Uterine contraction

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A uterine contraction is a muscle contraction of the uterine smooth muscle.

Throughout menstrual cycle

The uterus frequently contracts throughout the entire menstrual cycle, and these contractions have been termed endometrial waves or contractile waves.[1] These appear to involve only the sub-endometrial layer of the myometrium.[1]

Follicular and luteal phase

In the early follicular phase, these contractions occur once or twice per minute and last 10–15 seconds with a low amplitude of usually 30 mmHg or less. This sub-endometrial layer is rich in estrogen and progesterone receptors.[1] The frequency increases to 3–4 per minute towards ovulation. During the luteal phase, the frequency and amplitude decrease, possibly to facilitate any implantation.

Menstruation

If implantation does not occur, the frequency remains low, but the amplitude increases dramatically to between 50 and 200 mmHg producing labor-like contractions at the time of menstruation.[1] These contractions are sometimes termed menstrual cramps,[2] although that term is often used for menstrual pain in general. These contractions may be uncomfortable or even painful, but they are generally significantly less painful than contractions during labour. Painful contractions is called dysmenorrhea.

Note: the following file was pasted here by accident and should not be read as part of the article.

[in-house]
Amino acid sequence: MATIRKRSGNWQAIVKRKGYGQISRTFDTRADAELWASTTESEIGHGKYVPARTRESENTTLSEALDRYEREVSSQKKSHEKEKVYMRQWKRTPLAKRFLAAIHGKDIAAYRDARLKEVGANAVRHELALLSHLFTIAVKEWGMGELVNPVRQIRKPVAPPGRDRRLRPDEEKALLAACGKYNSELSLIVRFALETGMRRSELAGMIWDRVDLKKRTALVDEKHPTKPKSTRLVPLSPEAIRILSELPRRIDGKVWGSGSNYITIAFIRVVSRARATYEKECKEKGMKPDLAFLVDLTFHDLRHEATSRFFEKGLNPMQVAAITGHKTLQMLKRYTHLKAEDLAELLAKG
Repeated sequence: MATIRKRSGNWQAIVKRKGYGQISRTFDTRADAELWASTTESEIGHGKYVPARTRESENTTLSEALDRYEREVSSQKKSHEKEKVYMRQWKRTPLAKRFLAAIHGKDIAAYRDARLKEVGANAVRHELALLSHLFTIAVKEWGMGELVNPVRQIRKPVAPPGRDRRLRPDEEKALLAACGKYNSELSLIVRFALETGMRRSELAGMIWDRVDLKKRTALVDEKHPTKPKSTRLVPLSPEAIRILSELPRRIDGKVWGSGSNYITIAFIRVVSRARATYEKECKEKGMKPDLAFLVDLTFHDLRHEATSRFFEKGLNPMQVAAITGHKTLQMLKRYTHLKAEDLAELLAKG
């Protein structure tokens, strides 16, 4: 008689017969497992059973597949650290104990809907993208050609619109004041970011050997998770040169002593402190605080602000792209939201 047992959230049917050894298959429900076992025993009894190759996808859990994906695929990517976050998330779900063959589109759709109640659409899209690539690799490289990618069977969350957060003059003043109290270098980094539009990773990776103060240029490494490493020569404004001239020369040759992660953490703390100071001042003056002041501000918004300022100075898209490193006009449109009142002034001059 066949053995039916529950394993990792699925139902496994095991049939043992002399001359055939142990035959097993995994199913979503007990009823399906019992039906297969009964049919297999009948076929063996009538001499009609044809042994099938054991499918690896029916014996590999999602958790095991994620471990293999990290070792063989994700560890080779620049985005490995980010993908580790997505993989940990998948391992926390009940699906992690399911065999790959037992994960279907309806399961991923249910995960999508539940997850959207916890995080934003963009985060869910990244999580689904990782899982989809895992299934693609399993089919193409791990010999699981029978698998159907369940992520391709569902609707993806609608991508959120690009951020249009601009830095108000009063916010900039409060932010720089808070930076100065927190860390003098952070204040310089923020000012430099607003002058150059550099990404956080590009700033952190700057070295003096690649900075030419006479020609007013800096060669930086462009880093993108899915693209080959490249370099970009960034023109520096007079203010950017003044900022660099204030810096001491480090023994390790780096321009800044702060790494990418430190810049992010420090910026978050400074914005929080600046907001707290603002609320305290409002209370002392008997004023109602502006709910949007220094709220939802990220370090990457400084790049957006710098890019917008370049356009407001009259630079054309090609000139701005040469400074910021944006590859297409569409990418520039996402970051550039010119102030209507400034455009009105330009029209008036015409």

Directionality of contractions

A shift in the myosin expression of the uterine smooth muscle has been hypothesized to avail for changes in the directions of uterine contractions that are seen during the menstrual cycle.[1]

Childbirth

Knitted Bellyband with conductive thread and RFID chip to monitor contractions

A contraction refers specifically to the motion of the uterus[3] as part of the process of childbirth. Contractions, and labour in general, is one condition that releases the hormone oxytocin into the body. Contractions become longer as labour intensifies.

Prior to actual labour, women may experience Braxton Hicks contractions, sometimes known as "false labour."

Uterine contractions during childbirth can be monitored by cardiotocography, in which a device is fixated to the skin of the mother or directly to the fetal scalp. The pressure required to flatten a section of the uterine wall correlates with the internal pressure, thereby providing an estimate of it.[4]

A type of monitoring technology under development at Drexel University embeds conductive threads in the knitted fabric of a bellyband. When the fibers stretch in response to a contraction, the threads function like an antenna, and send the signals they pick up to an embedded RFID (radio frequency identification device) chip that reports the data.[5]

Mechanism

Resting state

The resting membrane potential (Vrest) of uterine smooth muscle has been recorded to be between −35 and −80 mV.[1] As with the resting membrane potential of other cell types, it is maintained by a Na+/K+ pump that causes a higher concentration of Na+ ions in the extracellular space than in the intracellular space, and a higher concentration of K+ ions in the intracellular space than in the extracellular space. Subsequently, having K+ channels open to a higher degree than Na+ channels results in an overall efflux of positive ions, resulting in a negative potential.